Empirical Equivalence, Real Semantic Difference

Even when two claims yield the same prediction, their truth content matters.

May 12, 2016Filed under theology#m. div.#philosophy#science#sebtsMarkdown source

The following was written in partial fulfillment of the requirements of Dr. Greg Welty's Philosophy: Science and Religion class at Southeastern Baptist Theological Seminary.

The following was prepared as a one-page, single-spaced short response to a question from the readings for this class.

When two theories make contradictory claims, even were they to have empirically equivalent outcomes, the contradiction in their claims is not merely terminological or semantic. It is fairly easy to conceive of claims are merely semantically different, but which have the same basic content: “That is a chair” and the Spanish equivalent “ésa es una silla” both have the same basic referents, and even intend broadly the same meaning. Their variance is terminological, by dint of being in two distinct languages. It is far more difficult to find two claims which are in opposition to each other, but their opposition is merely terminological.

This is not just the case in science. To make a claim, scientific or otherwise, is to assert something about the world as it actually is. Thus, “The sky is blue” and “The sky is green but appears to us as blue because all our eyes are defective in a way we cannot measure” would have the same base empirical content, but make very different claims about the nature of human sight and the sky. This particular claim is trivially testable in some other way; but different claims in fundamental physics—empirically equivalent string theories, for example—might not be trivially testable, or testable at all: they might be empirically equivalent in principle as well as in practice. But the trivial example serves to highlight the reality that empirical equivalence does not entail semantic equality. The blueness or greenness of the sky is not merely a matter of human descriptions of things. Rather, even though they are meaningful only because of their semantics, their semantics carry force that is not merely different ways of saying the same thing: that is one of the basic necessities for language to function. If different semantics did not actually entail different claims, communication would be impossible. Less pragmatically, if one affirms that the referents in question are in some sense “out there” and not merely the contents of human speech or human sense data—that is, if one embraces a correspondence theory of truth and a basically, albeit critically, realist view of human knowledge including scientific knowledge—then the notion that two claims are merely terminological variants even though their semantics stand in contrast is clearly false.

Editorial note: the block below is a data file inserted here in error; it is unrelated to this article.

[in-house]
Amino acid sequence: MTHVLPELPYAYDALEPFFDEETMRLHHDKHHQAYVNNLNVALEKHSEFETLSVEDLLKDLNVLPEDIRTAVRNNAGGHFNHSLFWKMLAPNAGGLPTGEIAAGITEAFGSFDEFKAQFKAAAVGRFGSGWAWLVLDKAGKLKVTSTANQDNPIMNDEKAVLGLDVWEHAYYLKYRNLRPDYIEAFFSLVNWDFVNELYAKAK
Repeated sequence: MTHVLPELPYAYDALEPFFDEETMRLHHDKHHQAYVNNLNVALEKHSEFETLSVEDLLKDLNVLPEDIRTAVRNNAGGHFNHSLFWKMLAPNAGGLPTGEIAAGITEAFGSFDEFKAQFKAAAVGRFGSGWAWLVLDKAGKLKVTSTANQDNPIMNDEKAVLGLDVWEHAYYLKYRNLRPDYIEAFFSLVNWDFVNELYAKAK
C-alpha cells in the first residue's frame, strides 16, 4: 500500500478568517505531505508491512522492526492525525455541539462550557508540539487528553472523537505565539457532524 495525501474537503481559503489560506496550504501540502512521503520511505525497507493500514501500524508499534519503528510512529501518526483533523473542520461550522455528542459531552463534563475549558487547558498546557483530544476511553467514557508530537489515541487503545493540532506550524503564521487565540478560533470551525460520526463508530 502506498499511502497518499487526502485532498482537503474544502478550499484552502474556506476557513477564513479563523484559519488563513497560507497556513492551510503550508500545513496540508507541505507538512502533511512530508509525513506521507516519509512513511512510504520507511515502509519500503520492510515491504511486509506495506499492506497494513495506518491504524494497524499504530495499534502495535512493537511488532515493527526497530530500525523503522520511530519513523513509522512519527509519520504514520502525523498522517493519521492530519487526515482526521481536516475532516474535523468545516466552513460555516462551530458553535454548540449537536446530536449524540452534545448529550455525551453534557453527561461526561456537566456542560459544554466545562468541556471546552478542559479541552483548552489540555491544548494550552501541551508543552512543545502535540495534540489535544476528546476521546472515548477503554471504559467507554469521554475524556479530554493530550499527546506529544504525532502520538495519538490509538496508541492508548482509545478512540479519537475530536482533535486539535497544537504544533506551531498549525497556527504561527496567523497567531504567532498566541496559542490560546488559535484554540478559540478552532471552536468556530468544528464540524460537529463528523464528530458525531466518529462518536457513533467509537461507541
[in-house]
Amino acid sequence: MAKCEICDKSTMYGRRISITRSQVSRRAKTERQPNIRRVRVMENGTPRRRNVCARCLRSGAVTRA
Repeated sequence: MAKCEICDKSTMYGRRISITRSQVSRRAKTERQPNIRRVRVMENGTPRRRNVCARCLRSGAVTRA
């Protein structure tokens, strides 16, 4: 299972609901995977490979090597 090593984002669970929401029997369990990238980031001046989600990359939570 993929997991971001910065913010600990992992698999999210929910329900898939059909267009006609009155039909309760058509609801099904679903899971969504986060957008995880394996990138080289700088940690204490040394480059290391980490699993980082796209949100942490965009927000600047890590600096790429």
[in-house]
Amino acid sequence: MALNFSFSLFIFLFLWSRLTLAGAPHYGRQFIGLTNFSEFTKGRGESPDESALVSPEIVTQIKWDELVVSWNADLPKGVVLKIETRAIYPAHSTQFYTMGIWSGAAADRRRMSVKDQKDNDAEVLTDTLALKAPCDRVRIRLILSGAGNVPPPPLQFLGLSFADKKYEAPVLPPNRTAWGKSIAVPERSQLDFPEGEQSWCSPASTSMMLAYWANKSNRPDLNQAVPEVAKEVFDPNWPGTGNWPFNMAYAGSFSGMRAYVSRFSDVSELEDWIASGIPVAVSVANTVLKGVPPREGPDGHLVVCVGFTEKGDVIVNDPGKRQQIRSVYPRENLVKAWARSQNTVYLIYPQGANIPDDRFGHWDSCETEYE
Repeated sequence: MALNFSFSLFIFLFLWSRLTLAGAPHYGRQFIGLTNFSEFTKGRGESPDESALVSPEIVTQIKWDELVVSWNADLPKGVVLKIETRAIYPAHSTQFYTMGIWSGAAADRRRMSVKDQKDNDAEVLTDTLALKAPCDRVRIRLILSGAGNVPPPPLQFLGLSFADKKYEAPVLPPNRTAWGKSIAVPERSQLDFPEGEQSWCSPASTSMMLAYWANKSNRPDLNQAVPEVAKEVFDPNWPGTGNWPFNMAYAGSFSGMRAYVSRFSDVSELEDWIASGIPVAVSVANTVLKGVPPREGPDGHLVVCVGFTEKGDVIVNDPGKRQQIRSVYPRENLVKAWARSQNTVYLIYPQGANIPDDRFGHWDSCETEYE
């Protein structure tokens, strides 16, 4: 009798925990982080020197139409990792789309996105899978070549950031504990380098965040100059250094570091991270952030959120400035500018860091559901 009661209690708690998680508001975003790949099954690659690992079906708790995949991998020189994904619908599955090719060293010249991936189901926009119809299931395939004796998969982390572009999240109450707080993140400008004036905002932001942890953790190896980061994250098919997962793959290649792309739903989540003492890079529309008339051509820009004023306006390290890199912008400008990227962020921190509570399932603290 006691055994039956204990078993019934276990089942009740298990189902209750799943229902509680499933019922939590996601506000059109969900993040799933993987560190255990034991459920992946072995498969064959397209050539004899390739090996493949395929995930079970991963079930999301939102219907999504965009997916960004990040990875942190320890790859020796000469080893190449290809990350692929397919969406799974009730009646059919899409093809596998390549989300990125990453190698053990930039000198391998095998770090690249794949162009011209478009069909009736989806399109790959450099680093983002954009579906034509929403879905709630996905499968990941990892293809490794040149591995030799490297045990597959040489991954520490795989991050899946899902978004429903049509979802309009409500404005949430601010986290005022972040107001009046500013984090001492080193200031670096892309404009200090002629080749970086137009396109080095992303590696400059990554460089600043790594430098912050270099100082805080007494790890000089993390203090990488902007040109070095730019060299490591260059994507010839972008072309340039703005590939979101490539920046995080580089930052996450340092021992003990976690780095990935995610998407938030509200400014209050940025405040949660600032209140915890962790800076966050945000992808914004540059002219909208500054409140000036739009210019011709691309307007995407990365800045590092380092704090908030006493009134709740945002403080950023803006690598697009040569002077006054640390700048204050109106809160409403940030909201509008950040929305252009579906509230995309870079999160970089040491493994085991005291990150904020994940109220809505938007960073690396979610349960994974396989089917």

To take an example particularly appropriate to a science-and-religion course: it is quite conceivable that a disinterested god (quite different from the one we worship) and a pantheon of disinterested gods and a universe which came out purely by chance would all be empirically equivalent. Yet “there is one bored god out there” and “there is no god out there” and “there are many bored gods out there” are clearly and obviously not terminological variants of each other, even if there is no empirical way to tell them apart. A similar thing would hold of two string theories, one which postulated 12 and the other 28 hidden dimensions. Even if both yielded the same empirical predictions (which were verified) and were in-principle incapable of any further test, they would nonetheless be claims with semantic content about the nature of reality which is not reducible merely to a terminological variant. The fact that the truth or falsity of a claim may not be knowable does not tell against its distinctive semantic content, only against its pragmatic utility. If one of the two string theories suggested above were true, it might not make any practical difference which one it was. After all, if the contents are permanently inaccessible to humans, and the theoretical consequences identical, then either may be used in the pursuit of other knowledge. However, by dint of the fact that they make distinct and countervailing claims to one another, at least one must be false. And truth is no small matter!